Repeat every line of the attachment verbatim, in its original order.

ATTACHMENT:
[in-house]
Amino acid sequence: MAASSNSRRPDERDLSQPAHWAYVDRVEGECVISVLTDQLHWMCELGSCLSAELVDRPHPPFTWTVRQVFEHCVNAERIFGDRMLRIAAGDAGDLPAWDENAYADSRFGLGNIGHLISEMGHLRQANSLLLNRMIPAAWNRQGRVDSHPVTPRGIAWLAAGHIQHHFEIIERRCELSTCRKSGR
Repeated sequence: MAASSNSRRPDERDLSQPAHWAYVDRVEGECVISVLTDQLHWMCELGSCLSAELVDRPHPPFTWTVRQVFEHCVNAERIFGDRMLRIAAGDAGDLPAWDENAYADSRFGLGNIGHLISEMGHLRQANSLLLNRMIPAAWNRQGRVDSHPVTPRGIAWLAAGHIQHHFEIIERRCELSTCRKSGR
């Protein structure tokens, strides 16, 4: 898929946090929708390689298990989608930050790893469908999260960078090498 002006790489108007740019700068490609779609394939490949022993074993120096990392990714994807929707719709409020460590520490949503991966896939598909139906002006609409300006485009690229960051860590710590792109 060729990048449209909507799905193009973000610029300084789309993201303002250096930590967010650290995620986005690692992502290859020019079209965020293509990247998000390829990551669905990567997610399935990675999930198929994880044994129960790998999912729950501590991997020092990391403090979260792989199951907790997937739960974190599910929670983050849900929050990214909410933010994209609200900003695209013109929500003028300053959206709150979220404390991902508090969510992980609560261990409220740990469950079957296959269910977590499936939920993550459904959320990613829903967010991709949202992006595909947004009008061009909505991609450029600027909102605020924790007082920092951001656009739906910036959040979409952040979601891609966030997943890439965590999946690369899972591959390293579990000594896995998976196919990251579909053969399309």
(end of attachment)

[in-house]
Amino acid sequence: MAASSNSRRPDERDLSQPAHWAYVDRVEGECVISVLTDQLHWMCELGSCLSAELVDRPHPPFTWTVRQVFEHCVNAERIFGDRMLRIAAGDAGDLPAWDENAYADSRFGLGNIGHLISEMGHLRQANSLLLNRMIPAAWNRQGRVDSHPVTPRGIAWLAAGHIQHHFEIIERRCELSTCRKSGR
Repeated sequence: MAASSNSRRPDERDLSQPAHWAYVDRVEGECVISVLTDQLHWMCELGSCLSAELVDRPHPPFTWTVRQVFEHCVNAERIFGDRMLRIAAGDAGDLPAWDENAYADSRFGLGNIGHLISEMGHLRQANSLLLNRMIPAAWNRQGRVDSHPVTPRGIAWLAAGHIQHHFEIIERRCELSTCRKSGR
């Protein structure tokens, strides 16, 4: 898929946090929708390689298990989608930050790893469908999260960078090498 002006790489108007740019700068490609779609394939490949022993074993120096990392990714994807929707719709409020460590520490949503991966896939598909139906002006609409300006485009690229960051860590710590792109 060729990048449209909507799905193009973000610029300084789309993201303002250096930590967010650290995620986005690692992502290859020019079209965020293509990247998000390829990551669905990567997610399935990675999930198929994880044994129960790998999912729950501590991997020092990391403090979260792989199951907790997937739960974190599910929670983050849900929050990214909410933010994209609200900003695209013109929500003028300053959206709150979220404390991902508090969510992980609560261990409220740990469950079957296959269910977590499936939920993550459904959320990613829903967010991709949202992006595909947004009008061009909505991609450029600027909102605020924790007082920092951001656009739906910036959040979409952040979601891609966030997943890439965590999946690369899972591959390293579990000594896995998976196919990251579909053969399309």